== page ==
Wetland Ecosystems

The water cycle and our natural surroundings are vitally dependent on healthy wetlands. A wetland is an area that tends, at least periodically, to have waterlogged soils or is covered with a relatively shallow layer of water. These areas support plants and animals that are adapted to living in a watery environment.

Wetlands provide habitat for plants and animals. Many plants and animals are adapted to living in or near wetlands. We depend on some of these, such as fish, for food and sport. Waterfowl need wetlands for food, nesting, and resting places. Since wetland species are equipped to feed, reproduce, and find shelter in or near a wetland habitat, they cannot do the same away from a wetland.

For these plants and animals, a wetland habitat is a matter of life and death. A safe habitat is especially critical for plant and animal species that are having a hard time surviving. These endangered and threatened species are already low in numbers and may be clinging to life in just few wetland locations. If those wetlands are destroyed, then they may be pushed closer to extinction.

Wetlands filter and trap silt, litter, trash, and chemical pollutants. Wetlands work as natural filters. To understand how, picture an imaginary marsh. This large marsh is bordered on the west by a golf course, by a school on the east, and by residential streets on the south. Along its northern boundary, it drains to a small stream that eventually runs into a major river. When it rains, lots of pollutants run off the areas around the marsh into its water. Silt washes off from the golf course and runs into the marsh. Litter and trash from the school blow into the marsh. Fertilizers from nearby lawns in the housing subdivision pass through the soil into the marsh. And, finally, heavy metals and automobile by-products wash off the subdivision's streets and drain into the marsh.

Once the pollutants are in the marsh, they are trapped by the thick-growing herbs. The soil or silt, pesticides, metals, and automobile wastes settle to the bottom. The phosphates and nitrates in the fertilizers are broken down and recycled through the nutrient element cycle. By the time that water flows out of the marsh, through the stream, and into the river, many of the pollutants have been filtered out of the water and left behind in the marsh. Because of the marsh working as a filter, the water in the river is kept cleaner. This is not to say that wetlands, like the marsh, can filter any amount of pollutants and not be damaged. Every wetland reaches a cut-off point and once it reaches that point, it cannot absorb any more pollutants without being damaged. That is why we need to control the amount of pollutants that flow into our wetlands.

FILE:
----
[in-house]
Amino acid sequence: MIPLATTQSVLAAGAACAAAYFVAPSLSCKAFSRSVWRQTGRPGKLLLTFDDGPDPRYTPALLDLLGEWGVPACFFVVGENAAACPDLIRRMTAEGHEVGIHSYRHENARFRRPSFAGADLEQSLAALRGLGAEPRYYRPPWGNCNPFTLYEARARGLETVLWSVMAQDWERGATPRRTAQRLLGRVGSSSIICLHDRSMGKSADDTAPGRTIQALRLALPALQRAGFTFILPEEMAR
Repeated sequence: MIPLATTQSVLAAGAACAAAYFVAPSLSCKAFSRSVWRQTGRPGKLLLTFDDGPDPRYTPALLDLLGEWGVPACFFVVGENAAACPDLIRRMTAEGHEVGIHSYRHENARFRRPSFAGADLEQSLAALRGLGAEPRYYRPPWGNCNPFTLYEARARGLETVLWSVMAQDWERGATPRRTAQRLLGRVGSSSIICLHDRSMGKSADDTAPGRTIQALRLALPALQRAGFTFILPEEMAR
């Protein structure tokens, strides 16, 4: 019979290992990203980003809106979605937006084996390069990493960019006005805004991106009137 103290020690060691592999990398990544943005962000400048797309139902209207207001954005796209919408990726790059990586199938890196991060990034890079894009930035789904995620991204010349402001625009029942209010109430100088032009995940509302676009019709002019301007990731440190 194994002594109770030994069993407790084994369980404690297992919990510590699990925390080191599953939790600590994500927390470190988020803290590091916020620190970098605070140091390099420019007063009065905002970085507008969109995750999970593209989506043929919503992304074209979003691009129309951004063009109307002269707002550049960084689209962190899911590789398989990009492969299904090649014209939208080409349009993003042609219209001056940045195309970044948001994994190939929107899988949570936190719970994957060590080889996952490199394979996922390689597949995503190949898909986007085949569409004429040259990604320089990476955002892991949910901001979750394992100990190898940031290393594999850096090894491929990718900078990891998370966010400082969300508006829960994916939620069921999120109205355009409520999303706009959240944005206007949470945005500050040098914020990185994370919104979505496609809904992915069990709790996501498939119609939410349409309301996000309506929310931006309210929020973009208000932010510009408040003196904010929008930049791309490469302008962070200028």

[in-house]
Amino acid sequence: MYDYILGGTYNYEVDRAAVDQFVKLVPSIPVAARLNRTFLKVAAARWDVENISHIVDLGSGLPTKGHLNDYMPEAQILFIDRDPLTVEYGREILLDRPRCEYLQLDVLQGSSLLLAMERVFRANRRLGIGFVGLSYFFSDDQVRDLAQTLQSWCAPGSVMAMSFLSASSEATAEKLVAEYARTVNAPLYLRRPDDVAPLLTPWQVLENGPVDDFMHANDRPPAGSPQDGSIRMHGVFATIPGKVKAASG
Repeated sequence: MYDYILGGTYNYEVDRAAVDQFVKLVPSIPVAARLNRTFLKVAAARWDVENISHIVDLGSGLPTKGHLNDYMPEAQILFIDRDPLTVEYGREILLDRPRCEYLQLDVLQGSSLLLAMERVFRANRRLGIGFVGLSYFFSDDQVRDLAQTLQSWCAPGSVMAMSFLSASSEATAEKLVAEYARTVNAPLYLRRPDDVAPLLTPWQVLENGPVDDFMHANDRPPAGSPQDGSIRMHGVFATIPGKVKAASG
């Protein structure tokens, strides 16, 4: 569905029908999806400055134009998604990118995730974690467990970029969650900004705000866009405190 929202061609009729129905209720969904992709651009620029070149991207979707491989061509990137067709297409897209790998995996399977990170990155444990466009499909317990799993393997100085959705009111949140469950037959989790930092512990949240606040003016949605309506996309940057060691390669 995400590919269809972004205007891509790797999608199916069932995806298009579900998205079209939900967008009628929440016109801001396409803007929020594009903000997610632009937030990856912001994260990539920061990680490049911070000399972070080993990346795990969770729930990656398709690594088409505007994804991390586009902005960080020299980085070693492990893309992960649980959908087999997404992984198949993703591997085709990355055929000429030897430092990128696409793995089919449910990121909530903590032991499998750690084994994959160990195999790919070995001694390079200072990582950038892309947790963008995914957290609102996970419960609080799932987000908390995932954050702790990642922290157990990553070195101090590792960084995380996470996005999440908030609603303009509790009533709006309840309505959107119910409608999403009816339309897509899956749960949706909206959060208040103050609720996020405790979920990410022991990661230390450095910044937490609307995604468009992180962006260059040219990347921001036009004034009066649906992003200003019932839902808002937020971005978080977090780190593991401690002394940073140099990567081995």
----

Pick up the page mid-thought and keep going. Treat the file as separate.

In Missouri and Illinois, our rivers flood each year. These floods often cause serious damage. The damage is lessened, however, due to the backwater wetlands such as lakes, swamps, and marshes along rivers. When a river floods, much of the water spills over into its backwater wetlands. These wetlands act like sponges and absorb the floodwater. This keeps the floodwater out of our cities and off our roads. Once the floods have peaked, the backwater wetlands release the floodwater slowly back into the river. As a bonus, some of the pollutants in the floodwater have been filtered and trapped in the backwater wetlands and never enter the river.

Wetlands provide food and water for humans. Wetlands provide some of the land that we need to live. We get our drinking water from rivers, lakes, and aquifers. We eat fish and other animals taken from the wetlands. The water is used even to irrigate some of the crops produced by Illinois and Missouri farmers. These crops help feed people all over the world and are an important part of our economy.

Wetlands provide opportunities for recreation and serve as living museums of our natural heritage. Wetlands give us a place to swim, fish, hunt, boat, or observe nature. In these wetlands we can study the beautiful plants and animals that live there.